Map of the Village of the Ottawa “Savages,” at the Erie Strait, 1732


Detroit was founded in 1701 by a French trader, Antoine Laumet de Lamothe Cadillac, who built a fort on the Detroit River and named it Fort Pontchartrain du Détroit in honor of Louis Phélypeaux, Comte de Pontchartrain, the French navy minister. The British later shortened the name to Detroit (“strait”). Fort Pontchartrain was located near three Indian villages, one of which was the Ottawa village depicted here. The map shows the grid-like pattern in which communal houses known as wigwams were arranged. At the top of the map two houses are drawn in profile, and a note reads: “three and four fires in each hut and two and three families at each fire.” Scale on the map is given in toises, an old French unit of measurement; one toise equals about 1.95 meters. When the Europeans first arrived in North America, the Ottawa (from a native word meaning to “trade,” also seen as Odawa) lived along the Ottawa River in eastern Ontario and western Quebec. Samuel de Champlain recorded meeting them already in 1615. They later moved into parts of what are today Ohio and Michigan. The Ottawa played an important role in the fur trade with the French. They were generally allied with the Hurons and enemies of the Iroquois. In choosing the word “des sauvages” to denote the people of North America, Champlain did not mean “savages,” but “forest dwellers” (from the Latin silva).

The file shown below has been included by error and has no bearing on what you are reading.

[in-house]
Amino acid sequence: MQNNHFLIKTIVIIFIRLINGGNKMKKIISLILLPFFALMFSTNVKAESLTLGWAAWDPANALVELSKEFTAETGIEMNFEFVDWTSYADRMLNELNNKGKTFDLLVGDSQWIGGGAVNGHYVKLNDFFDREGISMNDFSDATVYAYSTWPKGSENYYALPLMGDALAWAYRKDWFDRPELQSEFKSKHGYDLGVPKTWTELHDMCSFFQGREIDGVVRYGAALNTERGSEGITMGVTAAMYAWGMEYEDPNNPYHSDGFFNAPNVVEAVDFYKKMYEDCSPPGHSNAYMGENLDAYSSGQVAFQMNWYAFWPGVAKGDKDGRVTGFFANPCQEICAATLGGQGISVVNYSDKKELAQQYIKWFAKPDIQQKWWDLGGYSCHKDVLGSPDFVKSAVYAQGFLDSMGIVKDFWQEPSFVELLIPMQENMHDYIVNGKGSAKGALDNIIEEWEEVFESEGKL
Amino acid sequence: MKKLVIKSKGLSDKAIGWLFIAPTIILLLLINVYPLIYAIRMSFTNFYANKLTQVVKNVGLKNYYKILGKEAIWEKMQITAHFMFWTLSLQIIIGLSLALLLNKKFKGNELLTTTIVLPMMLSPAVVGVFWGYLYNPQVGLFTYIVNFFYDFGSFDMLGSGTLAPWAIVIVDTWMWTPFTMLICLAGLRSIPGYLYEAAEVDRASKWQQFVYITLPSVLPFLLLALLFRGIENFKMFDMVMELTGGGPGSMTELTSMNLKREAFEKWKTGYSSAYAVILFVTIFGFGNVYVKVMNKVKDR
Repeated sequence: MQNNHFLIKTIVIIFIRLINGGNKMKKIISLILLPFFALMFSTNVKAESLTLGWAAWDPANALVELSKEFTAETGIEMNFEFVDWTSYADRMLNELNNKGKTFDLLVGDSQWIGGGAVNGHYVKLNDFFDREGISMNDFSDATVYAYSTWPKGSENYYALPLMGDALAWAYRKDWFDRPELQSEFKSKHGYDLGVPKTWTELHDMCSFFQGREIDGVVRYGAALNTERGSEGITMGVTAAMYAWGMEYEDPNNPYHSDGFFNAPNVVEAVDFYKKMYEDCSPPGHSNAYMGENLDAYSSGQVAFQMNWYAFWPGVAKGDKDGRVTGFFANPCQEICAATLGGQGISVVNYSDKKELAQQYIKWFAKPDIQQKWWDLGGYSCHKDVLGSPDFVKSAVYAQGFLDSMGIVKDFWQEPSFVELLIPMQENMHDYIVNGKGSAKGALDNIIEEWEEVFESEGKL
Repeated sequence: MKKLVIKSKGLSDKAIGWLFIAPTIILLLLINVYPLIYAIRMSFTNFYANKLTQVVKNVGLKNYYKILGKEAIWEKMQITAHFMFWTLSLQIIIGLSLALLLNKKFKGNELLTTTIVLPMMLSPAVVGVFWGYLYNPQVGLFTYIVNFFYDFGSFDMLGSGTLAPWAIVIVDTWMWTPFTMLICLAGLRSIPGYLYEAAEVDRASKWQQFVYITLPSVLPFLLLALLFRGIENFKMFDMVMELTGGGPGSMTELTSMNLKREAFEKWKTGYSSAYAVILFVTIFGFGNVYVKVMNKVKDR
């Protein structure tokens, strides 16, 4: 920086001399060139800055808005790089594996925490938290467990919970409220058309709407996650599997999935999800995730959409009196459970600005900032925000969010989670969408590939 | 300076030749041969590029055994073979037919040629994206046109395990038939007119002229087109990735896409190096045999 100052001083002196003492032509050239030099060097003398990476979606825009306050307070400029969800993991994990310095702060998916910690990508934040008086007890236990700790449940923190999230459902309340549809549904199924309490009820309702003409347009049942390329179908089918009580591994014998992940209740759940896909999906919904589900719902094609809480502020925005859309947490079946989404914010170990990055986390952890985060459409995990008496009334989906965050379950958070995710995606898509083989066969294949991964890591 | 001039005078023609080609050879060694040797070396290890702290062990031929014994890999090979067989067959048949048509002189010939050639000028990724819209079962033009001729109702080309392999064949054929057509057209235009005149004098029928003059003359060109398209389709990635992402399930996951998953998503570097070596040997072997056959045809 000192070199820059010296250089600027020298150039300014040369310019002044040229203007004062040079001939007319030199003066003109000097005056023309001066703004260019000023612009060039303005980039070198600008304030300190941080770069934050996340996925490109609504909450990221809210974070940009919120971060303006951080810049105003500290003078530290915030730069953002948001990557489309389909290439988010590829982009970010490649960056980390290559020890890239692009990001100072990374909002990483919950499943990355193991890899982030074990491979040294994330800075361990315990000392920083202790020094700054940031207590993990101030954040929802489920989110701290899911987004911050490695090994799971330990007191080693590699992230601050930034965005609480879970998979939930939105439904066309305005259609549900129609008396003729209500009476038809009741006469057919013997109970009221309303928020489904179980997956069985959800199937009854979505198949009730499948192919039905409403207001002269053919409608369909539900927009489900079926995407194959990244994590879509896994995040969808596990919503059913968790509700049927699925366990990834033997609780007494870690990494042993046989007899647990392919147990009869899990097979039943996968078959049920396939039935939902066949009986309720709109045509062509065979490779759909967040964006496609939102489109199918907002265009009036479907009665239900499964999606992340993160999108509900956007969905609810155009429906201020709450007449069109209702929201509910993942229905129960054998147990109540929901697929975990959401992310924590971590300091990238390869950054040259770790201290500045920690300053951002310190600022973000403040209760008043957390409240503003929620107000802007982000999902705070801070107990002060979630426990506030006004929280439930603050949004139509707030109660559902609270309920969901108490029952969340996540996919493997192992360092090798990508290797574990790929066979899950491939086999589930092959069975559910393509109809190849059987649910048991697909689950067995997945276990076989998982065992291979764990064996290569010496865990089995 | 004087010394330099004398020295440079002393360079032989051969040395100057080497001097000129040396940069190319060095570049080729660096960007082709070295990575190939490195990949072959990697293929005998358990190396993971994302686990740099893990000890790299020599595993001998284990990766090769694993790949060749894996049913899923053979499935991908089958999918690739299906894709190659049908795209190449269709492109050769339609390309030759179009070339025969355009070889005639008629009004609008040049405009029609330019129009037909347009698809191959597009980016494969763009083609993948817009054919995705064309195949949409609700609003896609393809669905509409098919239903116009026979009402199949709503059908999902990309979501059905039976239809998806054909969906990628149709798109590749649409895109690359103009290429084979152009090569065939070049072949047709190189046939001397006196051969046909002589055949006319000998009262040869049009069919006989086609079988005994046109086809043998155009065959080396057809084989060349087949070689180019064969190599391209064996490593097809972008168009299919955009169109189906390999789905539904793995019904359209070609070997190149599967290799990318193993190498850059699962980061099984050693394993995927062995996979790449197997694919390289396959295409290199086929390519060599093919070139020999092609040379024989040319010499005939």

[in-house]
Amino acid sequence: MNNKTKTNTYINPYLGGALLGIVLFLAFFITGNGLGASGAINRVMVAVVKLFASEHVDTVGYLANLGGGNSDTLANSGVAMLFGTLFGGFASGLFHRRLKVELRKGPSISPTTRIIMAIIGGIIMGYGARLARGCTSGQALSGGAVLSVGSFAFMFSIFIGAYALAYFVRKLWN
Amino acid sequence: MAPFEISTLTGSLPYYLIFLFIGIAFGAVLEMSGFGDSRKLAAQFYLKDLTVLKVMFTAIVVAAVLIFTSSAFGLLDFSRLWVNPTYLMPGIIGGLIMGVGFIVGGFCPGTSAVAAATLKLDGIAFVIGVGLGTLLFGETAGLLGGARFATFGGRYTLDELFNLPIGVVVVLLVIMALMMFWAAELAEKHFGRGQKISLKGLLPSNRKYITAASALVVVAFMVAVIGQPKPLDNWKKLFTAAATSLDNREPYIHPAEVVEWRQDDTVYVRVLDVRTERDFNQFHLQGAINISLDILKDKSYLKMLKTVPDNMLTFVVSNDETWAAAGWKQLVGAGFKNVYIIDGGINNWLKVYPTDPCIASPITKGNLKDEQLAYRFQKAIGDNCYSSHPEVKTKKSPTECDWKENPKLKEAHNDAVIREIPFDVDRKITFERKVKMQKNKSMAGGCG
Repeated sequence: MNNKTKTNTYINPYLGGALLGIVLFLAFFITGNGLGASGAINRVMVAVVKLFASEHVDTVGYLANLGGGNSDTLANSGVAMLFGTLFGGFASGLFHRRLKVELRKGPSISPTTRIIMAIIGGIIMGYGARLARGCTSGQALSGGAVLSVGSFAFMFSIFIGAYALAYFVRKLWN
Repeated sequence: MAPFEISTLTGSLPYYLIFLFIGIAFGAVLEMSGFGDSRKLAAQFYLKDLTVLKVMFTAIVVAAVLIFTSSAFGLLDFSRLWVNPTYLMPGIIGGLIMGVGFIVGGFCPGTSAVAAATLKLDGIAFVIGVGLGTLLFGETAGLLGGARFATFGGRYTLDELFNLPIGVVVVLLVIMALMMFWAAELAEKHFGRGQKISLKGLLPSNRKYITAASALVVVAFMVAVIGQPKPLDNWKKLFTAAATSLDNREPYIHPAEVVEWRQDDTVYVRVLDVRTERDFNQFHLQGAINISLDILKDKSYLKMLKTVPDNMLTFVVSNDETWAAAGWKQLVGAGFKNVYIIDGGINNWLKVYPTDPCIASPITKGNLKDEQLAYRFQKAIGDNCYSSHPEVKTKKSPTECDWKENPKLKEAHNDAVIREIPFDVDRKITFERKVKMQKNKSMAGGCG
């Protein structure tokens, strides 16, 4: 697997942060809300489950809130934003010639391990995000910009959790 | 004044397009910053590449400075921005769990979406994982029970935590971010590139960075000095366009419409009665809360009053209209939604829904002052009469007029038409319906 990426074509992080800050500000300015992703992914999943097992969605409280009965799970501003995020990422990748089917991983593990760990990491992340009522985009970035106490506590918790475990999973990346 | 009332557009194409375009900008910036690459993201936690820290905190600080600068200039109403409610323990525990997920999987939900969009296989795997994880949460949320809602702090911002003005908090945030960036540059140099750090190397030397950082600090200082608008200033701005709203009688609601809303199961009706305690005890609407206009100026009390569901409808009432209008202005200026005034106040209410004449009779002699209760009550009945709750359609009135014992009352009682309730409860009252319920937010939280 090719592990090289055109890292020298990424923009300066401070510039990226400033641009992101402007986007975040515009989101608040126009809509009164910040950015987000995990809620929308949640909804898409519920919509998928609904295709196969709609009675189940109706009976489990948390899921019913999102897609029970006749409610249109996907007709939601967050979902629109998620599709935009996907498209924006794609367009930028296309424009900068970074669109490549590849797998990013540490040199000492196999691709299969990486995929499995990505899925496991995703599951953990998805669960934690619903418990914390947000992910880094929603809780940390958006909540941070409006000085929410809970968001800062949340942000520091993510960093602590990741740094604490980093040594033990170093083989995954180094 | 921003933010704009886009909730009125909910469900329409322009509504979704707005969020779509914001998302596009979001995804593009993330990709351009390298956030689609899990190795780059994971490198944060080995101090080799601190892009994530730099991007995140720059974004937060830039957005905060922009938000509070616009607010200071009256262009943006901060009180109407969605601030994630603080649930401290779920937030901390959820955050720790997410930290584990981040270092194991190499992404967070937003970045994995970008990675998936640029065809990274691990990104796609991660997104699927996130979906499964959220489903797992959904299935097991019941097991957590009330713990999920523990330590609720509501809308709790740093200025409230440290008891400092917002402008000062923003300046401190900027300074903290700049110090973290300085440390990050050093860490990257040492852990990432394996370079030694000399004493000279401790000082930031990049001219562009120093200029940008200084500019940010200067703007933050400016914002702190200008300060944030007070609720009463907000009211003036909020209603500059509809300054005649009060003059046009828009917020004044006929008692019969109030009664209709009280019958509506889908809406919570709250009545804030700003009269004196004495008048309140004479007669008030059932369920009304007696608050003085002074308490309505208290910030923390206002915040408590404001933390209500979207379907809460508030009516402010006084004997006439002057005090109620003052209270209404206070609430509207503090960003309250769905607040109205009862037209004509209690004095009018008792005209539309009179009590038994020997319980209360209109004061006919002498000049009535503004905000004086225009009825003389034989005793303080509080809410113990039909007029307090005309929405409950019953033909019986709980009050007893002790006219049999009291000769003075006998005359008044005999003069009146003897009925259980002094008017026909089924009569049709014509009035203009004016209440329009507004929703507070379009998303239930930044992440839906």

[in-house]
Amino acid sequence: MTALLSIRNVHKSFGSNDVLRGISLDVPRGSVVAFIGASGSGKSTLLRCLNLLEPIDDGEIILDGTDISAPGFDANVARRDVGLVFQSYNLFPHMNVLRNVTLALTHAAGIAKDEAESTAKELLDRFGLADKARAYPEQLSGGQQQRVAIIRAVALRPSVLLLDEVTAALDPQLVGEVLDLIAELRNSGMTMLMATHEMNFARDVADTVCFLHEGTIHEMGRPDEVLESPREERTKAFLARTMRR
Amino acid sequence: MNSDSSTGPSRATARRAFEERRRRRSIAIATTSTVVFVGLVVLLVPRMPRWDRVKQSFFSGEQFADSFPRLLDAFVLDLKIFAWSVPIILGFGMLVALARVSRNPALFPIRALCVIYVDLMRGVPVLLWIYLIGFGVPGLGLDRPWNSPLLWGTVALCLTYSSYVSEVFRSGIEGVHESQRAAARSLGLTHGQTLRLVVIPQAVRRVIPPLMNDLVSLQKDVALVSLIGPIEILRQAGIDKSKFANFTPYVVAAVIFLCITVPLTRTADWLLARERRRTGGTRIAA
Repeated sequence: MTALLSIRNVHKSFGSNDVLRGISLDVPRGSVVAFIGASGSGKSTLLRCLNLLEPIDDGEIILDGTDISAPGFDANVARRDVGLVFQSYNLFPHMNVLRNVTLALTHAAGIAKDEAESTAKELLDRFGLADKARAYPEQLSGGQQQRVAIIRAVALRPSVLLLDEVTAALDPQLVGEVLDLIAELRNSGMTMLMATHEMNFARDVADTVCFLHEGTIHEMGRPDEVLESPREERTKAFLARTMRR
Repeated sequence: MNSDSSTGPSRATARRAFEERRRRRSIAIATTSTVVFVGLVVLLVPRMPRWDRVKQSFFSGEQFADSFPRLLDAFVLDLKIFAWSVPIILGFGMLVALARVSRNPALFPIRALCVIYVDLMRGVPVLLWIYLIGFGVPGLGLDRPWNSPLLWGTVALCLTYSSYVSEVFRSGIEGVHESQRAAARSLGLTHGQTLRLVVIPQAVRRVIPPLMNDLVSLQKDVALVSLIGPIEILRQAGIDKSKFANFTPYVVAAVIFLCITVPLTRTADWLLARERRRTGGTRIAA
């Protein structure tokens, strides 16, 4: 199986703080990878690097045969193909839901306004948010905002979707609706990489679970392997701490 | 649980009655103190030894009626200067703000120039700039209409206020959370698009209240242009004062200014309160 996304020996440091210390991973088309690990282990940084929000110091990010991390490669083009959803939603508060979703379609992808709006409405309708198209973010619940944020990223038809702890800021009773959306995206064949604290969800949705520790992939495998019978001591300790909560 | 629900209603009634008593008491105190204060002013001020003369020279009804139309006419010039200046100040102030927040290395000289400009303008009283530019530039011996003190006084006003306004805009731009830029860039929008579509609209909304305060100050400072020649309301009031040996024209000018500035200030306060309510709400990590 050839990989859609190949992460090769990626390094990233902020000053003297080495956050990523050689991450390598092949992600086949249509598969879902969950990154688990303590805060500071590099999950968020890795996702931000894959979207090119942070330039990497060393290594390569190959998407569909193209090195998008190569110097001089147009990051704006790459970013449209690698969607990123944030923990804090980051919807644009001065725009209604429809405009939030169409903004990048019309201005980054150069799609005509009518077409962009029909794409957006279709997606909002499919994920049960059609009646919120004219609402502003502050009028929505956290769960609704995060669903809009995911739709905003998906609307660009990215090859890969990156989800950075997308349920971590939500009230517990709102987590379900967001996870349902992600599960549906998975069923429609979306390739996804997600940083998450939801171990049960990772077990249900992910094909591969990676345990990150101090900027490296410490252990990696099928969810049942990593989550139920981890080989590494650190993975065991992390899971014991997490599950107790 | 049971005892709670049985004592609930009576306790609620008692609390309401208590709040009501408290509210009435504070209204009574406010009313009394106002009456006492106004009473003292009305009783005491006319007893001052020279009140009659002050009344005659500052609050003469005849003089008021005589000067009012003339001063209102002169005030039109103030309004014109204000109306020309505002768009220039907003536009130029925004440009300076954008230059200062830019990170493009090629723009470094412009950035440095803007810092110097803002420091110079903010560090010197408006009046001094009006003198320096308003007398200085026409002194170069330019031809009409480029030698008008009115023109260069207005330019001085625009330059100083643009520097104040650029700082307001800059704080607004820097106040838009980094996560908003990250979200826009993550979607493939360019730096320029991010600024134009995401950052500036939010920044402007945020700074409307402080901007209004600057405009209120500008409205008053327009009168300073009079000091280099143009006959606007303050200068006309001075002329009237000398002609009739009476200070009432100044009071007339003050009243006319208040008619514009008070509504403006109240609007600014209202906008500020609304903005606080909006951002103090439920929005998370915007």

Last updated: November 4, 2015